The regional president of Catalonia Carles Puigdemont, was determined to hold it regardless. In addition, he won a vote of confidence in the local Parliament. Support for independence stands around 48%, which is lower than it was a few years ago.
In the end, the Rajoy government was successful in derailing the September vote.
Those who favor independence, cite that the economic,political, and cultural grievances that have accumulated over the centuries, cannot be solved by remaining within Spain.
Catalonia had been granted by Spain’s constitution more self-government than exists in any other part of the country, or even Europe for that matter. The 1978 document granted the region control over schools, hospitals, prisons and even the police.
Catalan is known to be the the main language taught in area schools.
Over the decades Catalonia has been able to gain additional concessions to gain more local power and increased revenues for the special status it hold within the country.
The political balance began to shift in 2010. It began with the Constitutional Tribunal modifying the new autonomy law, which recognized the region as a nation within Spain. The statute had also granted additional legal authority to the Catalans which was now rolled back somewhat.
The above law had been approved earlier in Catalonia by referendum and the Spanish parliament in Madrid. The political reaction by local politicians was almost immediate.
The second impetus towards independence had arrived two years earlier. The aforementioned financial crisis, that led to the economic downturn created new tensions between Catalonia and the central government in Madrid.
The situation is made worse by the fact Catalonia pays more to the central government than it gets in return. The list of grievances made by the Catalans include the antiquated regional transports systems, while the capital area has seen a major investment made in this sector of the economy.
As the real estate boom ended in a bust near the end of 2008, the country had no choice but scale back government spending. The arrival of austerity across the Euro-zone in attempting to keep national budget deficits to 3% or below of GDP (Gross Domestic Product) hit Spain particularly hard. The country went into a deep recession and unemployment skyrocketed, especially among the young.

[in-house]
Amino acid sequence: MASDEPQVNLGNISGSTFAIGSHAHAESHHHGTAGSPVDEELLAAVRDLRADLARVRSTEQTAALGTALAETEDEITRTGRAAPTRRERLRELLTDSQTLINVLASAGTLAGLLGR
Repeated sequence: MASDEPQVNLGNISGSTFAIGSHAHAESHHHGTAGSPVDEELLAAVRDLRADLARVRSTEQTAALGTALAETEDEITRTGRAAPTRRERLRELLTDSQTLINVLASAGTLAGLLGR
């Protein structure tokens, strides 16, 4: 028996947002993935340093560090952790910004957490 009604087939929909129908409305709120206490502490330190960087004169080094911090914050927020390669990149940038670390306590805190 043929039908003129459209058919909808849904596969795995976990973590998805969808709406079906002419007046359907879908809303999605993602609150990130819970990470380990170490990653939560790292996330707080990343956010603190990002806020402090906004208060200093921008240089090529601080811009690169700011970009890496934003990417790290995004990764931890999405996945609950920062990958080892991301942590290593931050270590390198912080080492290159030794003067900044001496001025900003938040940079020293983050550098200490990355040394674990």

During these years, support for independence surged from less than 25% to over 45%. There have been times, where polls have indicated an almost even split electorate on the issue. Local politicians have been skillful in placing the blame on central authorities.
The regional government of Catalonia under Puigdemont, still has enough local support, to proceed with a binding referendum this year. The pro-independence coalition, still holds a majority in the Catalan Parliament.
Since the central government still refuses to permit it, a confrontation in the escalating crisis is unavoidable.
The situation has been made far worse, because as of December 14th Spain’s Constitutional Tribunal has ruled that a referendum movement is illegal.
The reality in 2017, shows that support for independence in Catalonia may have already peaked. This may present a problem for the Generalitat, the government of the region. As the general economy of Spain begins to grow again and unemployment starts moving down the anger of voters will continue to subside.
The present impasse has been politically beneficial not only for those in Catalonia that favor independence, but for the government of Rajoy and the political party he represents. The population of Spain at large, does not support further allowances for the Catalans. This has paid enormous dividends for the conservatives in Madrid.
The deadlock has become wearisome for a growing number of the electorate. Puigdemont has published a list of 46 negotiating points. Although he is unwilling at this point to give up the idea of a referendum on independence.
Mr. Rajoy will have to offer a list of concessions to avoid a permanent break with the government in Barcelona.